At the time, it was a large attack, sending 85Gbps of traffic. Since then, the attack got much worse. Here are some of the technical details of what we’ve seen.
via The CloudFlare blog.
This is a fascinating insight in to one of the largest DDoD attacks that’s ever been recorded. For reference, most DDoS attacks hover around the 10 – 50 Gbps (Gigabits per second) mark. Anything over 100 Gbps is really major. This attack was peaking at over 300 Gbps. 300Gbps is roughly the equivalent of watching 10,000 1080p tv streams simultaneously. It’s a lot of data.
It’s also interesting that once the attackers understood that they couldn’t take Spamhaus down by attacking them directly, they went after some of the core pillars of the internet. This has caused me some issues over the last few days, along with many others.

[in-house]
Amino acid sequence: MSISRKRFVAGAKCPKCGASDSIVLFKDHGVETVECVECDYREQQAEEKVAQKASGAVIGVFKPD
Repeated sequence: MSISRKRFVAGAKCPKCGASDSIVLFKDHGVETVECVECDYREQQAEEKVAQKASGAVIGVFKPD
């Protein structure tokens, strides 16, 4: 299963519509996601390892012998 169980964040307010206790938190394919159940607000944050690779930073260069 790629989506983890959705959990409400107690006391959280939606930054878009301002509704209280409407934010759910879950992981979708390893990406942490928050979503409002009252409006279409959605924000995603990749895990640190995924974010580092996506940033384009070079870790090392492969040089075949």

Another interesting point to note is that people, including Cloudflare and Professor Alan Woodward of Surrey University have very publicly warned of potential issues around the ways DNS servers are configured. It allows a technique known as DNS reflection to amplify attacks massively, potentially tripling the volume of data being pushed through.
There’s a chilling warning at the end of the Cloudflare post:
What’s troubling is that, compared with what is possible, this attack may prove to be relatively modest.
If you want a bit of background as to why Spamhaus are being targeted, and who they’re likely to be targeted by, Ars Technica has a good write-up.